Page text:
More companies are making remote work permanent, and while that’s nice for many employees out there, city leaders are worried about the impact it will have on the economy that relies on office workers.
Spending by employees on lunch, transportation and shopping at businesses near their place of work has already taken a huge hit.
Nearly 60% of people are continuing to work from home, and the estimates for the next few years don’t look much better.
For example, the average office worker in New York City is predicted to cut their annual near-office spending in half. That means they would be spending nearly $7,000 less than they would pre-pandemic. This is the largest drop of any major U.S. city followed by Los Angeles, San Francisco and Atlanta.
New York City Mayor Eric Adams and New York Governor Kathy Hochul have expressed concern, and they want the city’s million-plus private sector workers to get back to the carpeted walls of their cubicle.
“Who we were pre-COVID is not who we are post-COVID," Mayor Adams said. "But I do know this: In order for our economic, financial ecosystem to function, we have to have human interaction. It can’t be done from home. If we do that, then we’re going to greatly impact low wage workers."
“We say 'Everybody back in the office. You can have a flex time, but we need you back, at least the majority of the week, come on back, New Yorkers, we miss you,'" Gov. Hochul said.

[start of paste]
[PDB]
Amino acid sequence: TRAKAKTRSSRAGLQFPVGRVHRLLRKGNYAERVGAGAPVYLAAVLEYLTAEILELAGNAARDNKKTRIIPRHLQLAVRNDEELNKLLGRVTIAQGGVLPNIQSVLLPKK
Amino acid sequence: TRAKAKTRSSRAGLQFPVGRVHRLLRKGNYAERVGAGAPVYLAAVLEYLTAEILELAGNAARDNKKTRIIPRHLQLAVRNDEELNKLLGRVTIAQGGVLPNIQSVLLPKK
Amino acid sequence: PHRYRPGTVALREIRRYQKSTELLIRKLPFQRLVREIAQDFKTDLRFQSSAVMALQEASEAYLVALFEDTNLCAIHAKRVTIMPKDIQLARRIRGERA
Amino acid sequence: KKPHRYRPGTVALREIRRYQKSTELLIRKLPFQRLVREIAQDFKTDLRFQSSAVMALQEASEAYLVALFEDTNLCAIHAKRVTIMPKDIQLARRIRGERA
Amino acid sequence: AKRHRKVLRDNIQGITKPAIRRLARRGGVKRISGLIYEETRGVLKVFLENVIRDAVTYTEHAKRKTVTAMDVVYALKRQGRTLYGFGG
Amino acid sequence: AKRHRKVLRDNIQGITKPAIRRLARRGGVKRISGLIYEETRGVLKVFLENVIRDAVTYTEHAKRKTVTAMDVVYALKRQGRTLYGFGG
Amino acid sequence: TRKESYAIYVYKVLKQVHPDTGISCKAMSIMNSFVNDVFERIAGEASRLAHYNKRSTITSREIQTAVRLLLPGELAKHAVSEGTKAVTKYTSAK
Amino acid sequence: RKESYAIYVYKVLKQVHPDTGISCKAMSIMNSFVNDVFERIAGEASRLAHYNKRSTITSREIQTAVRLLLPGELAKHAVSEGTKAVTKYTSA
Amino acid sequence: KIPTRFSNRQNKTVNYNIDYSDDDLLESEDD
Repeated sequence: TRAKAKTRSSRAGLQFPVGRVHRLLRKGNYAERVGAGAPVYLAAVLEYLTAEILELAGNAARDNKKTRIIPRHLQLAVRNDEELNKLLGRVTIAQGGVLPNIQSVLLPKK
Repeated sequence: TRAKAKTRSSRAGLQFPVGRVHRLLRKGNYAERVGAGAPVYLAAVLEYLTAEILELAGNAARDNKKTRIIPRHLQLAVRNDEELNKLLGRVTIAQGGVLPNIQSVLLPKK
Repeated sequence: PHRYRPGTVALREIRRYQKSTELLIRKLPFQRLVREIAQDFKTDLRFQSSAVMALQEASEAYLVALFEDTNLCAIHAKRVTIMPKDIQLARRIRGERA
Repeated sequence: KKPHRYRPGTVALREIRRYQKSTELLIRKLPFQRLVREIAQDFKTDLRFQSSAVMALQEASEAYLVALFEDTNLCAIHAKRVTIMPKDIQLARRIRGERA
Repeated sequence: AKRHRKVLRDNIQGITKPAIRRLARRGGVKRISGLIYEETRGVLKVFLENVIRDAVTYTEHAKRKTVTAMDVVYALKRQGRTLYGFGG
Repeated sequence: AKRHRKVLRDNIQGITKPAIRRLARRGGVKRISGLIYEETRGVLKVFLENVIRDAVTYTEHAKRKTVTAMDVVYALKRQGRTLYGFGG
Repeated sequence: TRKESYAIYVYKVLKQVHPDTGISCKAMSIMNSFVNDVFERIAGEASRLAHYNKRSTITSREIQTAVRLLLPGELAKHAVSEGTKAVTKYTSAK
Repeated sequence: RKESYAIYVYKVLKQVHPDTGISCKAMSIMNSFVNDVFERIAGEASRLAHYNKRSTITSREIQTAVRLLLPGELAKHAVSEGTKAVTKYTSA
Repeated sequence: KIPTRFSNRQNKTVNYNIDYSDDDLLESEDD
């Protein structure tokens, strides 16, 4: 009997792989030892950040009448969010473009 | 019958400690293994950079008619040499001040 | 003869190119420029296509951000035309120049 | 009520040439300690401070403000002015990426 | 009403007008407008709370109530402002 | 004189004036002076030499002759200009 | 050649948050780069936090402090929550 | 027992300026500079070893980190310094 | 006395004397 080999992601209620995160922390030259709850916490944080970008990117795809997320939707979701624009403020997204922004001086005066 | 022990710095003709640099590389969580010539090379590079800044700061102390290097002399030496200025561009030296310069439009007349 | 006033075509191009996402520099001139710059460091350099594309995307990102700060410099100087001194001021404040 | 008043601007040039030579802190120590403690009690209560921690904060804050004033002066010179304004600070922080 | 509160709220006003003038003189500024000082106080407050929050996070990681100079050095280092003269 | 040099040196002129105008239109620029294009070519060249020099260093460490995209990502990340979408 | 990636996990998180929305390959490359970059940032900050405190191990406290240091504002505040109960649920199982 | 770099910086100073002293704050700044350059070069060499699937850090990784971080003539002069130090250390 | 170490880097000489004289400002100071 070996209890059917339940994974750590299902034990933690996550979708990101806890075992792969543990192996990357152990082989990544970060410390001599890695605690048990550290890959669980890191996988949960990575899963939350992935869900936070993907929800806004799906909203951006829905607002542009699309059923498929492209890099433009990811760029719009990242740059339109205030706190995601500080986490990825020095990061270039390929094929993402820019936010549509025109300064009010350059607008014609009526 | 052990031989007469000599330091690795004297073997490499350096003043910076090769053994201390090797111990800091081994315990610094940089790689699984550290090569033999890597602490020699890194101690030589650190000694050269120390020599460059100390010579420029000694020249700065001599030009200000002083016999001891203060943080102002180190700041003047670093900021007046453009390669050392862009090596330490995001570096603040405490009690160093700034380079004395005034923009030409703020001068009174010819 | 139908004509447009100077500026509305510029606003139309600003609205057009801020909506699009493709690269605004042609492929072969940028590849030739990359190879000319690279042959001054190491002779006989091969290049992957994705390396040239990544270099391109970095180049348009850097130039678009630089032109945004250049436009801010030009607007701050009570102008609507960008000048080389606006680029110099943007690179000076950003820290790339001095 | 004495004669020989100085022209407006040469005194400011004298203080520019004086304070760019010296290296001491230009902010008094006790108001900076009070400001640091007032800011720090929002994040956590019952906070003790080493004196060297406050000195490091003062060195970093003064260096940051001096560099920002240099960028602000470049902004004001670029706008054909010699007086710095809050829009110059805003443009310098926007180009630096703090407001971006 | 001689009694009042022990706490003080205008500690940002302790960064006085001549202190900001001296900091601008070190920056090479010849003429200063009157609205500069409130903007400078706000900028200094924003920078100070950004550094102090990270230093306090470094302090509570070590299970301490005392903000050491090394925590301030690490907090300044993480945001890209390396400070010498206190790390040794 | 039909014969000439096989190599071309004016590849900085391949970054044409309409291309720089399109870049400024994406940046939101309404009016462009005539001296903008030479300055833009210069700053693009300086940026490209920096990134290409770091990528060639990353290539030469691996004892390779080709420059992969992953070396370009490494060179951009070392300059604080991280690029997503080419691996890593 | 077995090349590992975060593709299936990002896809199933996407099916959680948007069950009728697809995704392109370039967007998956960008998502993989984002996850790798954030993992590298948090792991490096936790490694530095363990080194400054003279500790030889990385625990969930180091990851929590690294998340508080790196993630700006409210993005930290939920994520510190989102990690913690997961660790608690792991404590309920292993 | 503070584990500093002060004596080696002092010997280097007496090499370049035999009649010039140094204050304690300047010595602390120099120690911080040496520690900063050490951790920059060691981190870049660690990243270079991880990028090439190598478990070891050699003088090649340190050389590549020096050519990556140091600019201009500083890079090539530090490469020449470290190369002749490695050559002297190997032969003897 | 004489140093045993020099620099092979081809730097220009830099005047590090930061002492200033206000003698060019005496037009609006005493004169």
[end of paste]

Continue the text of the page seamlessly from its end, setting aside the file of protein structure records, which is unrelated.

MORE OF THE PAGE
In Philadelphia, a recent analysis found that the city could see 19,000 fewer workers commute to work per day. Researchers noted remote work could have a significant long-term impact on the city's wage tax, which has produced about half of the city’s local tax revenue in recent years.
San Francisco expects about a third of its employees to work from home indefinitely. The city is a tech hub, so a lot of its employees easily transitioned to full-time at-home work throughout the pandemic.
San Francisco Mayor London Breed says the impact of remote work on the economy is noticeable.
“We see it in our empty downtown offices, in the for-lease signs in Union Square, the half-filled hotels," Mayor Breed said.
By the end of last year, Seattle saw only 18% of its downtown commuters taking public transit to work, down from about half of commuters during pre-pandemic times.
Overall, these changes could radically reshape many parts of major cities.
Data from the American Public Transportation Association shows that nationwide ridership has recovered to only about 60% of pre-pandemic levels, and there’s fears that these systems could see cuts.
To help out these local agencies, President Joe Biden and the U.S. Department of Transportation recently awarded $2.2 billion in grants to help support essential transit jobs.
As far as the impact on businesses and low-wage workers, a U.S. Bureau of Labor Statistics report from March showed that over 2.5 million people were unable to work because their employer closed or lost business during the pandemic.
While higher-paid workers are more likely to have the option to work from home, which saves them time and money, lower-wage workers are suffering as we see patrons from places like coffee shops and lunch spots declining.
Ultimately, when these businesses close their doors, those workers are out of a job.